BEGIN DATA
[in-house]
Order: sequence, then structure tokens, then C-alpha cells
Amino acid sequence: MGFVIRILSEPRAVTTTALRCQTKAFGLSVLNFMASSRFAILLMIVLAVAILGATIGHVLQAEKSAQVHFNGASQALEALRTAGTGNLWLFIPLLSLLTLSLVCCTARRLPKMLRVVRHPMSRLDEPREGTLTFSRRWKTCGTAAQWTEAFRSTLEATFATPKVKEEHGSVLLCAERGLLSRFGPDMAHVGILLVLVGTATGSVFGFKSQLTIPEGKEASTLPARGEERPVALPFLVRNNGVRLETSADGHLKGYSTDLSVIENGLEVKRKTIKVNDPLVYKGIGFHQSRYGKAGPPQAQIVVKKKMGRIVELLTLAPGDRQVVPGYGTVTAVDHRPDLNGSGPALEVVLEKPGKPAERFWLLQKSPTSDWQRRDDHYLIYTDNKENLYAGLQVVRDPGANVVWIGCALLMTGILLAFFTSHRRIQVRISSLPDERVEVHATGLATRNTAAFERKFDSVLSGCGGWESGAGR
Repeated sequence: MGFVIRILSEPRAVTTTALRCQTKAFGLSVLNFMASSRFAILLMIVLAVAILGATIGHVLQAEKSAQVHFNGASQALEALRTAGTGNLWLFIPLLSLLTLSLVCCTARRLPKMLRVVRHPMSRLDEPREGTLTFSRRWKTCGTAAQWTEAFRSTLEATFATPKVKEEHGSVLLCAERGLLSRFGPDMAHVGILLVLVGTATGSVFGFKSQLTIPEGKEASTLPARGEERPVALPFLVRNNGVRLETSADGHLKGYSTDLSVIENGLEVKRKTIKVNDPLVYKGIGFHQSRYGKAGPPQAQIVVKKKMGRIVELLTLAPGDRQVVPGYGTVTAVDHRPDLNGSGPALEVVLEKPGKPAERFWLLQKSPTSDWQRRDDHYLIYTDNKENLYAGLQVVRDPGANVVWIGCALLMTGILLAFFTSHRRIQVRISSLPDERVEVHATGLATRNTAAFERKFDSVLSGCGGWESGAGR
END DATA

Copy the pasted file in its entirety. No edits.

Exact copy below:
[in-house]
Order: sequence, then structure tokens, then C-alpha cells
Amino acid sequence: MGFVIRILSEPRAVTTTALRCQTKAFGLSVLNFMASSRFAILLMIVLAVAILGATIGHVLQAEKSAQVHFNGASQALEALRTAGTGNLWLFIPLLSLLTLSLVCCTARRLPKMLRVVRHPMSRLDEPREGTLTFSRRWKTCGTAAQWTEAFRSTLEATFATPKVKEEHGSVLLCAERGLLSRFGPDMAHVGILLVLVGTATGSVFGFKSQLTIPEGKEASTLPARGEERPVALPFLVRNNGVRLETSADGHLKGYSTDLSVIENGLEVKRKTIKVNDPLVYKGIGFHQSRYGKAGPPQAQIVVKKKMGRIVELLTLAPGDRQVVPGYGTVTAVDHRPDLNGSGPALEVVLEKPGKPAERFWLLQKSPTSDWQRRDDHYLIYTDNKENLYAGLQVVRDPGANVVWIGCALLMTGILLAFFTSHRRIQVRISSLPDERVEVHATGLATRNTAAFERKFDSVLSGCGGWESGAGR
Repeated sequence: MGFVIRILSEPRAVTTTALRCQTKAFGLSVLNFMASSRFAILLMIVLAVAILGATIGHVLQAEKSAQVHFNGASQALEALRTAGTGNLWLFIPLLSLLTLSLVCCTARRLPKMLRVVRHPMSRLDEPREGTLTFSRRWKTCGTAAQWTEAFRSTLEATFATPKVKEEHGSVLLCAERGLLSRFGPDMAHVGILLVLVGTATGSVFGFKSQLTIPEGKEASTLPARGEERPVALPFLVRNNGVRLETSADGHLKGYSTDLSVIENGLEVKRKTIKVNDPLVYKGIGFHQSRYGKAGPPQAQIVVKKKMGRIVELLTLAPGDRQVVPGYGTVTAVDHRPDLNGSGPALEVVLEKPGKPAERFWLLQKSPTSDWQRRDDHYLIYTDNKENLYAGLQVVRDPGANVVWIGCALLMTGILLAFFTSHRRIQVRISSLPDERVEVHATGLATRNTAAFERKFDSVLSGCGGWESGAGR